Photo by Mike Segar, Reuters
The fickle, feckless, foolish American stock markets have surged after the “U.S. and China said their presidents will meet in Japan next week to relaunch trade talks after a month-long stalemate,” reports Bloomberg. Otherwise, the U.S.-China trade and tech war grinds on, 354 days after it started by our count.
Huawei filed a lawsuit against the U.S. Commerce Department on Friday challenging the legality of an American seizure of “telecommunications equipment it sent from China to the United States, and then back to China,” reports the South China Morning Post. Meanwhile, the company is “girding itself for a future in which the United States is more bitter rival than friend,” and prepared for a long fight, according to the Washington Post.
“FedEx Corp has apologized for another Huawei delivery ‘mistake,’ reigniting Chinese ire and drawing the fire of state media which suggested the U.S. delivery firm could end up on China’s upcoming list of companies that harm national interests,” says Reuters.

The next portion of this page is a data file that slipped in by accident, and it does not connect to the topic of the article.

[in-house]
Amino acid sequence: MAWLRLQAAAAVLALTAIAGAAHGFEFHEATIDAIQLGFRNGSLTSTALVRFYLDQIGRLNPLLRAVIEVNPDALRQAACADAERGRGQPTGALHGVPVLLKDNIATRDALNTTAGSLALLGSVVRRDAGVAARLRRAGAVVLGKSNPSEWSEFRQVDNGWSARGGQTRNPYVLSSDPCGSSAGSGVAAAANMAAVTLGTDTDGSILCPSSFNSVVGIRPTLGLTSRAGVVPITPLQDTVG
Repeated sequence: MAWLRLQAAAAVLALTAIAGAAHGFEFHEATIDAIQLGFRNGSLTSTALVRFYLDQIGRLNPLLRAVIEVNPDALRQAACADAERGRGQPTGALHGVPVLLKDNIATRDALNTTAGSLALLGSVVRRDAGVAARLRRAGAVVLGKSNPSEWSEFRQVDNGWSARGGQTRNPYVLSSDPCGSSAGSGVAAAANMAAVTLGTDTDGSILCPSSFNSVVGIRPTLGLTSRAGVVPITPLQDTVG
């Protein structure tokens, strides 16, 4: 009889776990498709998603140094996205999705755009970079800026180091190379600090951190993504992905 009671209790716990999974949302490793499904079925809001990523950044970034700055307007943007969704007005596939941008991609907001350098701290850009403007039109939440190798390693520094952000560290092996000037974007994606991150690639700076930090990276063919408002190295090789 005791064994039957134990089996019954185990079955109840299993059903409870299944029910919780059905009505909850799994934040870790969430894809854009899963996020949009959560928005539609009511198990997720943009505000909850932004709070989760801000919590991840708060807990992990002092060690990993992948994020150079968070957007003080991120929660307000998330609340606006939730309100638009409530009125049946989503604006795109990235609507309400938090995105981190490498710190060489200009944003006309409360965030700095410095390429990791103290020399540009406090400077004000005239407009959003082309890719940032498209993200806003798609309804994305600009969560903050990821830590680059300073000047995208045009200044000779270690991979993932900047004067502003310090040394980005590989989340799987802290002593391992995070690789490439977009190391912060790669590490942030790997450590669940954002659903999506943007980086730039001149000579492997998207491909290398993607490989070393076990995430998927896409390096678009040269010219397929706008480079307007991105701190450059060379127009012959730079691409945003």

Merchants who sell on Amazon are hurting as they scramble “to navigate an unpredictable trade war that’s upending their proven business model of buying inexpensive goods in China and selling them at a markup in the U.S.,” reports Bloomberg via Yahoo.
U.S. Senator Marco Rubio, the panda slugger’s panda slugger, “is using the trade impasse between Washington and Beijing to open a new front of potential friction between the two nations, by questioning why [MSCI Stock Indexes] a major player in global stock benchmarks is including Chinese shares in its stock indexes — years after that process has been under way,” reports the South China Morning Post.
New export restrictions: If you missed Friday’s news about China’s largest supercomputing companies being added to the U.S. “entity list,” these will catch you up: